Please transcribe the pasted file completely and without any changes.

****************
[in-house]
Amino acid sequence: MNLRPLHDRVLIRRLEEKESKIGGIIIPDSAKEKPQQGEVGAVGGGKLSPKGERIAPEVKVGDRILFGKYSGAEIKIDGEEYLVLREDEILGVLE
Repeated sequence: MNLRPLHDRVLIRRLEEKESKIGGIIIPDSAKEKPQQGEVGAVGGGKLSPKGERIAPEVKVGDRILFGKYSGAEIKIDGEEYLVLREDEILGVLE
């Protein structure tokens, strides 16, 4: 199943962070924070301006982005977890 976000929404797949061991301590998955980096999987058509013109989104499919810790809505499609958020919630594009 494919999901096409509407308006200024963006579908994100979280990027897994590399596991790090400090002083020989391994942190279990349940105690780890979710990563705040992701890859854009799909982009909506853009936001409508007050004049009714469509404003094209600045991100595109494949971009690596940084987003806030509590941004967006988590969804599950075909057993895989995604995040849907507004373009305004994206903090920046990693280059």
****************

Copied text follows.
[in-house]
Amino acid sequence: MNLRPLHDRVLIRRLEEKESKIGGIIIPDSAKEKPQQGEVGAVGGGKLSPKGERIAPEVKVGDRILFGKYSGAEIKIDGEEYLVLREDEILGVLE
Repeated sequence: MNLRPLHDRVLIRRLEEKESKIGGIIIPDSAKEKPQQGEVGAVGGGKLSPKGERIAPEVKVGDRILFGKYSGAEIKIDGEEYLVLREDEILGVLE
């Protein structure tokens, strides 16, 4: 199943962070924070301006982005977890 976000929404797949061991301590998955980096999987058509013109989104499919810790809505499609958020919630594009 494919999901096409509407308006200024963006579908994100979280990027897994590399596991790090400090002083020989391994942190279990349940105690780890979710990563705040992701890859854009799909982009909506853009936001409508007050004049009714469509404003094209600045991100595109494949971009690596940084987003806030509590941004967006988590969804599950075909057993895989995604995040849907507004373009305004994206903090920046990693280059």